Author: Somaiya Daud
Published: August 2018
Publisher: Hodder & Stroughton (Hachette Australia)
Readership: Young Adult
RRP: $19.99 AUD
I received a copy of Mirage from the publisher (via Netgalley) in exchange for a fair and honest review. All thoughts and opinions are my own.
The crown of Dihya had been stripped from me, my face changed, my body broken.
But I was not a slave and I was not a spare.
I was my mother’s daughter, and I would survive and endure. I would find my way back home.
In a star system dominated by the brutal Vathek empire, sixteen-year-old Amani is a dreamer. She dreams of what life was like before the occupation and receiving a sign that one day, she, too, will have adventures, and travel beyond her isolated moon.
But when adventure comes for Amani, it is not what she expects. She is kidnapped by the government and taken in secret to the royal palace. There, she discovers that she is nearly identical to the cruel half-Vathek Princess Maram. The princess is so hated by her conquered people that she requires a body double to appear in public, ready to die in her place.
As Amani is forced into her new role, she can’t help but enjoy the palace’s beauty – and her time with the princess’ fiance, Idris. But the glitter of the royal court belies a world of violence and fear, and she soon realises that one wrong move could lead to her death…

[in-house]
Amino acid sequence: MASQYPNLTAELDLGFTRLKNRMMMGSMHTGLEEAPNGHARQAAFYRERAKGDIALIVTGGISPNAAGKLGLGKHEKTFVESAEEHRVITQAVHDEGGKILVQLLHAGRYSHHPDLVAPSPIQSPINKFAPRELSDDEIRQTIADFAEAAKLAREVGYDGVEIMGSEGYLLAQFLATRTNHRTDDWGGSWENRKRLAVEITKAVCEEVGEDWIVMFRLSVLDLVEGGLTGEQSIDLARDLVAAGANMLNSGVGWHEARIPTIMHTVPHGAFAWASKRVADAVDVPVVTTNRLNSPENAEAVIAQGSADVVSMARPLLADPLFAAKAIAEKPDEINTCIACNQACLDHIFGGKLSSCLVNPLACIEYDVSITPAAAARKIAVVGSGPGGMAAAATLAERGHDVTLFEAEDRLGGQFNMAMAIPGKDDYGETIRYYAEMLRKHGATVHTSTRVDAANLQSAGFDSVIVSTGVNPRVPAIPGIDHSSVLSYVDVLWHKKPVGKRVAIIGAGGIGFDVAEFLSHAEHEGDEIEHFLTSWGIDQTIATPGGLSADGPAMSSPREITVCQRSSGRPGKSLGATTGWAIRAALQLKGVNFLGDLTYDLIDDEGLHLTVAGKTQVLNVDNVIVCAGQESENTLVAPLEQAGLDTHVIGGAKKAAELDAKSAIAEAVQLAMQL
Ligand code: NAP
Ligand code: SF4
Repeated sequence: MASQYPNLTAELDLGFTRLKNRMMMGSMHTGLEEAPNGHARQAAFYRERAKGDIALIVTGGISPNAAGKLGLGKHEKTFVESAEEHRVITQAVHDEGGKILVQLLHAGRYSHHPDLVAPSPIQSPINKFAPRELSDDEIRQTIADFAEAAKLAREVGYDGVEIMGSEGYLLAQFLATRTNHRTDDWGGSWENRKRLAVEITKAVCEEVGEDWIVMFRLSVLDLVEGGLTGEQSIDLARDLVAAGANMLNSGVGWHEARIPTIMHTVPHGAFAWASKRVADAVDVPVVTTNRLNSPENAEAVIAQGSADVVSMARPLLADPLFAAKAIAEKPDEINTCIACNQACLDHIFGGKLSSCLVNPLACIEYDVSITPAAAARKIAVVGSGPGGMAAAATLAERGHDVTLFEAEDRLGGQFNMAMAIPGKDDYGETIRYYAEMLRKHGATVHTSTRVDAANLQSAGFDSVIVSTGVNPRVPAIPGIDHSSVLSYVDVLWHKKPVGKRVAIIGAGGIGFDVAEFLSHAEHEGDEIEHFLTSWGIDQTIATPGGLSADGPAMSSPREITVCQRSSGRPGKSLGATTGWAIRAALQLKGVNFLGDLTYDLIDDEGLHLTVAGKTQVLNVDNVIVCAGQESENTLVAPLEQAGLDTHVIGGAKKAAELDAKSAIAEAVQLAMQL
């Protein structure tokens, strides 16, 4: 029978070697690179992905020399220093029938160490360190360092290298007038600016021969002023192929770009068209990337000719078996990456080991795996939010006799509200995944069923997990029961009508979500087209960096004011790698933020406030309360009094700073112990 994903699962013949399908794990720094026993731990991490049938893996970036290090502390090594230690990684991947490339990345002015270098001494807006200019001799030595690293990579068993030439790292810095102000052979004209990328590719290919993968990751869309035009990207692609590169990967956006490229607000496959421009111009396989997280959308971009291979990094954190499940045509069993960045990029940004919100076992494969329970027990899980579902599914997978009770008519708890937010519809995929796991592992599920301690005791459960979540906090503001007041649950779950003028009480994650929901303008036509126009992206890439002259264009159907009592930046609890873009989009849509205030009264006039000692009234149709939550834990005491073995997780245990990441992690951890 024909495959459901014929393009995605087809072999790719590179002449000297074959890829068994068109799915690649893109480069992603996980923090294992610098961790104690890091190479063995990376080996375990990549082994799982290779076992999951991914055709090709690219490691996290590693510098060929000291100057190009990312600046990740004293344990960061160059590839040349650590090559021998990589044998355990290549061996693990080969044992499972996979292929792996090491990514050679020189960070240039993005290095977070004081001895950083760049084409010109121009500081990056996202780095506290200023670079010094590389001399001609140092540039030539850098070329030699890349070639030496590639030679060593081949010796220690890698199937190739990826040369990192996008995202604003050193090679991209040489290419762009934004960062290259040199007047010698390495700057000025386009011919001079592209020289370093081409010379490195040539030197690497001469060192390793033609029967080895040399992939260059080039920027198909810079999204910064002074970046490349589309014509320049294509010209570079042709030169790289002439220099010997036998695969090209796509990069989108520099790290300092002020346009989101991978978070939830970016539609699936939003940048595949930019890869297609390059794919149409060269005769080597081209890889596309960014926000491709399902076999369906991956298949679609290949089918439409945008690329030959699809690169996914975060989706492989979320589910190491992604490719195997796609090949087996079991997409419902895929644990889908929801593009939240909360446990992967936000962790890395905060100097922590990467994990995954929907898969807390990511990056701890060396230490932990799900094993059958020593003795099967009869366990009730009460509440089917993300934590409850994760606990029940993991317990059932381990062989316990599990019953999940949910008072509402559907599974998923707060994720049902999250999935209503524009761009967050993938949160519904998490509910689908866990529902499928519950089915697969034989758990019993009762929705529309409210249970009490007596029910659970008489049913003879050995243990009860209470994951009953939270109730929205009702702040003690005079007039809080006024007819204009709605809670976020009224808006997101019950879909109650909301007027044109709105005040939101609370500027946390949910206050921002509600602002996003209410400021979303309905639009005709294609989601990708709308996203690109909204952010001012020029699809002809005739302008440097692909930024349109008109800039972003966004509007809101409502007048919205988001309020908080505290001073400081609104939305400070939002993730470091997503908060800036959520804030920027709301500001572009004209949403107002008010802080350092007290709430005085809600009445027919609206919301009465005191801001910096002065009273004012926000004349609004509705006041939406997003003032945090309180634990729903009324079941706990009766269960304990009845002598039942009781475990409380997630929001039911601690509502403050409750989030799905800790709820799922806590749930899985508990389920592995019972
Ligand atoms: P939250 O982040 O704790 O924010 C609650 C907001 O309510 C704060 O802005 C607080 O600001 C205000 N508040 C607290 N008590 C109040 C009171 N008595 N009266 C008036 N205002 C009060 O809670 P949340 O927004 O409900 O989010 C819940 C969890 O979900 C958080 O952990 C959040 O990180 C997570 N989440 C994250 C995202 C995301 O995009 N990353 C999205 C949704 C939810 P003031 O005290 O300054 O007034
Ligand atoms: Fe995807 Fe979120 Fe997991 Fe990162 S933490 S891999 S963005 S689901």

Mirage was The YA Room’s book pick for September, and I was always going to read it. Young adult science-fiction books are a weakness of mine, especially when they promise strong female characters.
Mirage is the story of Amani, a seventeen-year old girl who is kidnapped by the ruling political party because she is near-identical to the heir to the Vathek throne, a cruel princess who looks down on all those around her. Trained to impersonate Maram and be her body double in dangerous situations, Amani quickly finds herself thrown into situations she’d never dreamed off, and finds herself beginning to enjoy the beauty of the palace, and the company of the princess’ friends, even as she begins to be swept up in political intrigue that could place her life in danger.
I really enjoyed Mirage. Somaiya Daud has created a very rich, history-filled world that, as a reader, I believed existed long before the story began. We’re thrown into the action straight away, and the culture and history that makes up the story are incredibly engaging and rich.
Amani goes through a rough transition from regular girl to trained royal, and she stumbles and falls along the way, learning all the time. She recognises when she’s made mistakes and tries to make the best of a situation she knows she has little control over. Her relationship with Idris, Maram’s fiance, was a bit quick, but that’s in part due to the fast pace of the book itself, and it’s with Idris that she truly begins to learn about what is really happening on a political scale.
Mirage was an absolute pleasure to read and I eagerly await the follow-up to it.